Michigan is the 10th place Ed Warinner can list on his college coaching resume he started building in 1984. But it’s the job he had two jobs ago for five seasons that immediately stands out now that he’s running the offensive line for Jim Harbaugh.
Warinner was on Urban Meyer’s staff as the offensive coordinator from 2012-16. The first three seasons he shared the role with current Texas coach Tom Herman while also coaching the offensive line. They won a national title in 2014 but Warinner and the Buckeyes parted ways after the 2016 season that ended with a 31-0 loss to Clemson in the College Football Playoff. He coached the offensive line at Minnesota last season before Harbaugh hired him in January.
As odd a combination as it may seem, it’s part of the profession.
“Coaching is what it is. You go places, you coach, you give them everything you have, you do the best job you can,” said Warinner on Thursday when he met the Michigan media for the first time. “It’s a very high-stressed job. It’s very high-stressed on the families, the coaches. Sometimes you just need a change to re-energize, refresh. Sometimes those things happen. All I know is everywhere I’ve been I’ve loved it, I’ve worked hard, I’ve given them all I’ve had and I’m going to do the same thing here.”
Michigan caught grief on social media when it announced Warinner’s hiring on March 8 as the replacement to Tim Drevno and Greg Frey, who shared duties along the offensive line last season. Warinner has coached 13 players who have gone on to play in the NFL since 2007, one of the facts that Michigan used in a recruiting poster featuring Warinner. Since a lot of those players were from Ohio State, however, criticism from Columbus followed.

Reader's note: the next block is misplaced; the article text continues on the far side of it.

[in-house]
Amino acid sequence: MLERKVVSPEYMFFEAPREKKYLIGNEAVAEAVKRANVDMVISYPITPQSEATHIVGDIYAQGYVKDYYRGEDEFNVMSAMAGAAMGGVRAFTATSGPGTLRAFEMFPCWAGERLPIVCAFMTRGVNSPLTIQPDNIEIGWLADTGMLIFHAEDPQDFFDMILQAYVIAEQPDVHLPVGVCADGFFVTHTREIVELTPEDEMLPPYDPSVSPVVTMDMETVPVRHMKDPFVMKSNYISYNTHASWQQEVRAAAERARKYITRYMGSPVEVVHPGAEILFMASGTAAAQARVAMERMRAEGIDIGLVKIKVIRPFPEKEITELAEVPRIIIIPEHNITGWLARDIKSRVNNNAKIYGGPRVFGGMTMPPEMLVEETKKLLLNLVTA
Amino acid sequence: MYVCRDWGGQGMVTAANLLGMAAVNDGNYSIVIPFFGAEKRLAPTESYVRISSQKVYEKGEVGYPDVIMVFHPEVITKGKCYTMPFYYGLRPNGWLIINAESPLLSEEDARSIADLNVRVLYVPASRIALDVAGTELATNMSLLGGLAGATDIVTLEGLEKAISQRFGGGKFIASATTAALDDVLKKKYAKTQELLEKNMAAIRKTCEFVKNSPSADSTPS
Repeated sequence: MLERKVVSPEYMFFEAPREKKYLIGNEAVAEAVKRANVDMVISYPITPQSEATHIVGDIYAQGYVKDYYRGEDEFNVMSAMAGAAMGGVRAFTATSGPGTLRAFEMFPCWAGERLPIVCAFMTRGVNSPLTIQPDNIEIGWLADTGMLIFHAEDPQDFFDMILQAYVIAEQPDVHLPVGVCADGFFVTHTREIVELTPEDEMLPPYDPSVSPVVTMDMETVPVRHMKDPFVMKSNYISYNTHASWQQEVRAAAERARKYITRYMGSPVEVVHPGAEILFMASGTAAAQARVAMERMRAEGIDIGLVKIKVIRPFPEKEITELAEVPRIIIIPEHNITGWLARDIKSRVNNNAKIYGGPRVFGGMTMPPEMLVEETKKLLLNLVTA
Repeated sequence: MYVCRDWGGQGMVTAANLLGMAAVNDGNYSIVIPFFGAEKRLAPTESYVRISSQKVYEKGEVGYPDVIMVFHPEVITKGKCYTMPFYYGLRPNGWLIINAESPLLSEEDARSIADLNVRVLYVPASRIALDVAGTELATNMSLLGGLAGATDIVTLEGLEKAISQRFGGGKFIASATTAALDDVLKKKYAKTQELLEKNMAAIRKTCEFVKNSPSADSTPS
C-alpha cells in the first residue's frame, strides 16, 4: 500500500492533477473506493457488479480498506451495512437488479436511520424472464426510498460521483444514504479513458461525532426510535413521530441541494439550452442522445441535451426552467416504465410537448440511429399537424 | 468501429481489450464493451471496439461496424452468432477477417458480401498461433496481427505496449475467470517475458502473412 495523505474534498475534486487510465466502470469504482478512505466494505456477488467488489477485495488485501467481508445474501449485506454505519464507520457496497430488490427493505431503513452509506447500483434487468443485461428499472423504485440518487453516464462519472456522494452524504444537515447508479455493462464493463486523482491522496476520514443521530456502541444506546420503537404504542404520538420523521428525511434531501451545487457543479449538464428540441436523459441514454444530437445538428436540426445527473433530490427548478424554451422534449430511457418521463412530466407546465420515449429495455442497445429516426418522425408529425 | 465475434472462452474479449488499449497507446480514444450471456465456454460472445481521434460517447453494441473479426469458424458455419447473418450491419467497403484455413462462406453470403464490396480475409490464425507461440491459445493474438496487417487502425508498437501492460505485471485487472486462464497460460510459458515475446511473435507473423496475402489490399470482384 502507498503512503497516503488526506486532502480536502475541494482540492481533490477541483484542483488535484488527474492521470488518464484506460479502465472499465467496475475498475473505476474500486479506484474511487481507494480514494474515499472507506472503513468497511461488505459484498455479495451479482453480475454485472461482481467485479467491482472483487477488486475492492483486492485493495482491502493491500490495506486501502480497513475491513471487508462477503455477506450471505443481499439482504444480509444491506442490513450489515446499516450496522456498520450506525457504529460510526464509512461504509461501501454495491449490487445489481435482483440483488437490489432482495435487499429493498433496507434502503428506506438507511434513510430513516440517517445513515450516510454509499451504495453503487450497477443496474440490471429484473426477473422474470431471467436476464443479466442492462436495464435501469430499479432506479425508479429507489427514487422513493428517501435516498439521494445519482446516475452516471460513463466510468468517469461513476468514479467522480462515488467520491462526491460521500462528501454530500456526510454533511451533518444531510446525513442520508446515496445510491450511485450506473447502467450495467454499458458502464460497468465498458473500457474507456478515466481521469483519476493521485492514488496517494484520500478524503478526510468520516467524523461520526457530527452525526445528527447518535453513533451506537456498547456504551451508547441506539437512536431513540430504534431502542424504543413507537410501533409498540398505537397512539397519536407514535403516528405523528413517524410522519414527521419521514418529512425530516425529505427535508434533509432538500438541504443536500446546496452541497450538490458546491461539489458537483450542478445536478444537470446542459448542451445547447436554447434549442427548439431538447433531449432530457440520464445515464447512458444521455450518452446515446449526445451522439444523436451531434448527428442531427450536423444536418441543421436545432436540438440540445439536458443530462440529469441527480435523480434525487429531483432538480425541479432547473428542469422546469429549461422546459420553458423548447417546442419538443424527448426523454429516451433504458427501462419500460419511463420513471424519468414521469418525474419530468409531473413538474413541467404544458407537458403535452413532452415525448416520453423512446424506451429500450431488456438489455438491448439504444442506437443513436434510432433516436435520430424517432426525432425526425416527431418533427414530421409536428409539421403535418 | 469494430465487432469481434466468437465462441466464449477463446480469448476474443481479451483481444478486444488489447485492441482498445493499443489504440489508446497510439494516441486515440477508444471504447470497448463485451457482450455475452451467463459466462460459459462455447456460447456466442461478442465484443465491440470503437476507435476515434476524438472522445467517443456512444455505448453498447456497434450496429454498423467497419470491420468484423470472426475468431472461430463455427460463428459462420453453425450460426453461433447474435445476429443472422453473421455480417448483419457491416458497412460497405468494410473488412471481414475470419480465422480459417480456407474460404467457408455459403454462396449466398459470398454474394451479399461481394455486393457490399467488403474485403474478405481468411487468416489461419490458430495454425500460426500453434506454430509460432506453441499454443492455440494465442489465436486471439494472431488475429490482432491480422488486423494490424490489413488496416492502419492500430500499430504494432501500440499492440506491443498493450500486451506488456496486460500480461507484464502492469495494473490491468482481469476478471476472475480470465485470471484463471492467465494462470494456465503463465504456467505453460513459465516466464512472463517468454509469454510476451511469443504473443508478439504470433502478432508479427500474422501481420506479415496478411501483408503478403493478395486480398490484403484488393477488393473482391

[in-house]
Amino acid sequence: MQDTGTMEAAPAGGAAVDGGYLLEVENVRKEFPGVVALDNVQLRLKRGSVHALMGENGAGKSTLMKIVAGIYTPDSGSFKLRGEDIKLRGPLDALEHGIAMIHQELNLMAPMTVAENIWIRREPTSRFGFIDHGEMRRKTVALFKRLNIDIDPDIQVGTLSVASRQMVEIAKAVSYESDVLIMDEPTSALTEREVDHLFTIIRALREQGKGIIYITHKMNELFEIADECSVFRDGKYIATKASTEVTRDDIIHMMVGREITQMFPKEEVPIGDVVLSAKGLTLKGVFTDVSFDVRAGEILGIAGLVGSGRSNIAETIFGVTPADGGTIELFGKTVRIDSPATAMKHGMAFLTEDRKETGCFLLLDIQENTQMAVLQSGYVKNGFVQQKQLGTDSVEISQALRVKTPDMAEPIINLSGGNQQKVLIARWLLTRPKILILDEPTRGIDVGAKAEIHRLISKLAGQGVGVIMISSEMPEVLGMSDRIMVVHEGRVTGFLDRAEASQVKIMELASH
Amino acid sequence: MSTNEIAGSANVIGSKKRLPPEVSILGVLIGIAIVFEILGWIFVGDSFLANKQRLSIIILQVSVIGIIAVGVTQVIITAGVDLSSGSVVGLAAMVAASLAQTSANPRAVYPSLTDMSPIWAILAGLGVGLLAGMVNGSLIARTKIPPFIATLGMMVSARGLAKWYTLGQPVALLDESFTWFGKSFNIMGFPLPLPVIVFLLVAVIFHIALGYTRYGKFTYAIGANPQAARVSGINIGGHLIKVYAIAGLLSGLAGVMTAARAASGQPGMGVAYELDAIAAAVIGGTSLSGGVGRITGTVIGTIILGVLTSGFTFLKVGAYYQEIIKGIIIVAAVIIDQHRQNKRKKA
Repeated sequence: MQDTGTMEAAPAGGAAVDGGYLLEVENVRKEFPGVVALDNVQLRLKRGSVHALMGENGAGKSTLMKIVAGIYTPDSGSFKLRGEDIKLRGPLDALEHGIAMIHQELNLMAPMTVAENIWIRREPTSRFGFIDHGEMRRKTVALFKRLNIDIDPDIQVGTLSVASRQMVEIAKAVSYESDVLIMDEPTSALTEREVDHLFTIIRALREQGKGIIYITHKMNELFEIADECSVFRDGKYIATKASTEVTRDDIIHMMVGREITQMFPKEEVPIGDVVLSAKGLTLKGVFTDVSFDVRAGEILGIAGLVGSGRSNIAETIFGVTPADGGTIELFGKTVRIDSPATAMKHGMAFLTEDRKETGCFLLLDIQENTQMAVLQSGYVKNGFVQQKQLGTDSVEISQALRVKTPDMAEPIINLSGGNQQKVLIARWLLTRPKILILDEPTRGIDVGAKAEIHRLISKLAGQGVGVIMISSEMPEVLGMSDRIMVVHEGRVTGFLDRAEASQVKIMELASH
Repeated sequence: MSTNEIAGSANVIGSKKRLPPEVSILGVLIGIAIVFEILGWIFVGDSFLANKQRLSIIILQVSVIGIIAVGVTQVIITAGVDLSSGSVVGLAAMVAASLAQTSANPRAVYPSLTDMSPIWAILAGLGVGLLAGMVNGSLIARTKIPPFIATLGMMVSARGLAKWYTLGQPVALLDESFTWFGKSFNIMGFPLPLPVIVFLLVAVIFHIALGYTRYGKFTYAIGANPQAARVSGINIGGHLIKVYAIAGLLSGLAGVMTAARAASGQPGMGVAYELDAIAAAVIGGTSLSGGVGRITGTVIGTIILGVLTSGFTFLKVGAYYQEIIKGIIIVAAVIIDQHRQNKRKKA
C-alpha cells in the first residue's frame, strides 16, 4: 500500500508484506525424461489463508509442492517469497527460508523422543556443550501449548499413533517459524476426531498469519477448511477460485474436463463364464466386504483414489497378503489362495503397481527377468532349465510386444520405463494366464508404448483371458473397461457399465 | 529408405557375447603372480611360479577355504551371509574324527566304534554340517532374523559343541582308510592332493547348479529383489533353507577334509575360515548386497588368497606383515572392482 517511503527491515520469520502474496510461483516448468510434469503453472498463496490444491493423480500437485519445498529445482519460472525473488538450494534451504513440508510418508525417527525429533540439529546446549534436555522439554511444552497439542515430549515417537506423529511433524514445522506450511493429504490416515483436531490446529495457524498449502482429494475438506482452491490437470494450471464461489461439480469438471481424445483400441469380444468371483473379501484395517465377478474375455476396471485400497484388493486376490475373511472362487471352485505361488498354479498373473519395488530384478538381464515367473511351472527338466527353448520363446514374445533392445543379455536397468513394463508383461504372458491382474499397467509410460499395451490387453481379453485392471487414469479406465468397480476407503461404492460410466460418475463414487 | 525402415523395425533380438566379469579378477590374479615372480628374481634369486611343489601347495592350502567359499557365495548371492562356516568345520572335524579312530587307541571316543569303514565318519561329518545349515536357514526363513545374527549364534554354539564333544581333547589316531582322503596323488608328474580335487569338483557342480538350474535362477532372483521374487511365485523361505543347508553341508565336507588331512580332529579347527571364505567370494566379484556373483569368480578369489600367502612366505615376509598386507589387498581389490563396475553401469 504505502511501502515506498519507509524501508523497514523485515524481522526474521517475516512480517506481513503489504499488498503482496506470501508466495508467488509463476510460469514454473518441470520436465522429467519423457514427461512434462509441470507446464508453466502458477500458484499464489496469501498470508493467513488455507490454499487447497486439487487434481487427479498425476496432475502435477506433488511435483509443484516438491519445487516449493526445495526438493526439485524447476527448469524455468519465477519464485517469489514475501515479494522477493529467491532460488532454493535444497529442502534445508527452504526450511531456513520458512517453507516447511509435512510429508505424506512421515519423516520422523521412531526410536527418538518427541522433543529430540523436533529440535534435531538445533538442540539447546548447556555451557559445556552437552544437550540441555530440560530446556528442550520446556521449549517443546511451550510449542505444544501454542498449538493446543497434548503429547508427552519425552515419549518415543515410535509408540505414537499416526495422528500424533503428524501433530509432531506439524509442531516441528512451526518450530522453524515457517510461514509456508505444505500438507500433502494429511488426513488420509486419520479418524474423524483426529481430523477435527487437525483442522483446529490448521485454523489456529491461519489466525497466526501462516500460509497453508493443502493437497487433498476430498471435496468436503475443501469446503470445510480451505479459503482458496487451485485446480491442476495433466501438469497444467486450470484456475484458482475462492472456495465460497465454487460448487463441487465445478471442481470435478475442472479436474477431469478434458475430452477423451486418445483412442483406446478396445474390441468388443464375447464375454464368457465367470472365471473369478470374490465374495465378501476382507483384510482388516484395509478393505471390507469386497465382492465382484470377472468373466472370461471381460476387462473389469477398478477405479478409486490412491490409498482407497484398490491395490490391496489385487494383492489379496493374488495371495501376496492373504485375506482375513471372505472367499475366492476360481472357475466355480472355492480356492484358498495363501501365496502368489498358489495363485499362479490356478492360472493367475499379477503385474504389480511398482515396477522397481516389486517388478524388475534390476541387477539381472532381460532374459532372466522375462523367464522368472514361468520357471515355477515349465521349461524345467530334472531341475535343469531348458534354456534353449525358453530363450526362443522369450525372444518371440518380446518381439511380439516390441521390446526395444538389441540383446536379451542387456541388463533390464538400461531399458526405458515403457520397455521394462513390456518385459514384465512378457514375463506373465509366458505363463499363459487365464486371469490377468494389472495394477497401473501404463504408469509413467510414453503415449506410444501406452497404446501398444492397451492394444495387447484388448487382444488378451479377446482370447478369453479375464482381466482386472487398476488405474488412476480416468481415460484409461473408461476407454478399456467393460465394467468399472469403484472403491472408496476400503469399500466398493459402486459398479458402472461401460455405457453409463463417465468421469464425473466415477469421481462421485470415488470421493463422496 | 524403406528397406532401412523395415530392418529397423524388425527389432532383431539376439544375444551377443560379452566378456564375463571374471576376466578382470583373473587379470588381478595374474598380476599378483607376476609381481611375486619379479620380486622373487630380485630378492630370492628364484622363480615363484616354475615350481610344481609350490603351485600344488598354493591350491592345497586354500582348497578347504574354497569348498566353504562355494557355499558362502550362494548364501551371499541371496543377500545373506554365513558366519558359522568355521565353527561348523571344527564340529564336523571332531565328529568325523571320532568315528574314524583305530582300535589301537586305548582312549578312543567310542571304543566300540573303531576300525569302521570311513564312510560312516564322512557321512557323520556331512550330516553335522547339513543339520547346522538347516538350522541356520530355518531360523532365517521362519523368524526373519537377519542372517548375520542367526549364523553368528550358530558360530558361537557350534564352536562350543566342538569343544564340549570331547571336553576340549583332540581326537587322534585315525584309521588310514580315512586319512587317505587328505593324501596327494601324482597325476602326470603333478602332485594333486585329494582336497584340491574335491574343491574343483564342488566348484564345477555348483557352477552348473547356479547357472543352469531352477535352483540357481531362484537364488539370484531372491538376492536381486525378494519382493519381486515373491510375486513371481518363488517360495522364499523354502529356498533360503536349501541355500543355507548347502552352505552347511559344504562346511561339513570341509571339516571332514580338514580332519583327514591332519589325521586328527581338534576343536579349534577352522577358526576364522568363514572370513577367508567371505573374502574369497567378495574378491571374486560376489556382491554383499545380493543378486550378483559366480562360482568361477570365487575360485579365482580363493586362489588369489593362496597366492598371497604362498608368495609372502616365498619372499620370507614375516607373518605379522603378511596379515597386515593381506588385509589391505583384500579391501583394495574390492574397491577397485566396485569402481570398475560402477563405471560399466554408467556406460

“It’s not personal. There’s rivalries,” Warinner said.
Ohio State won’t be the only former employer Warinner will see on the opposite sideline this season. He coached at Michigan State in 1985-86 as a grad assistant, and was at Notre Dame for two seasons (2010-11) before going to Ohio State.
“When we walk in the tunnel at Notre Dame, that’s going to be intriguing. I coached there for two years. And when we go into the last [road] game, that’ll be intriguing,” said Warinner in reference to the season opener in South Bend and the finale in Columbus. “When we go to the team in East Lansing, that will be, too, because I started my coaching career there. I coached there for two years as a graduate assistant. Jogging in those stadiums will be kind of interesting on this side. It’ll be fun, and I look forward to that.”
The fact that Warinner has had success wherever he has coached has made an immediate impression on his new players. Michigan’s offense was ranked No. 105 in the country last season in total yards. Quarterbacks Wilton Speight, John O’Korn and Brandon Peters were sacked a combined 36 times. A lot of the blame, whether deserved wholly or not, was put on the offensive line.
It’s Warinner’s job now to fix the unit.
“When he first got here he talked to us how at one point his five starting offensive linemen at Ohio State all started the first game of their rookie season in the NFL. That excites you a little bit,” said redshirt junior tackle Jon Runyan. “He let us know early on he’s full Michigan.”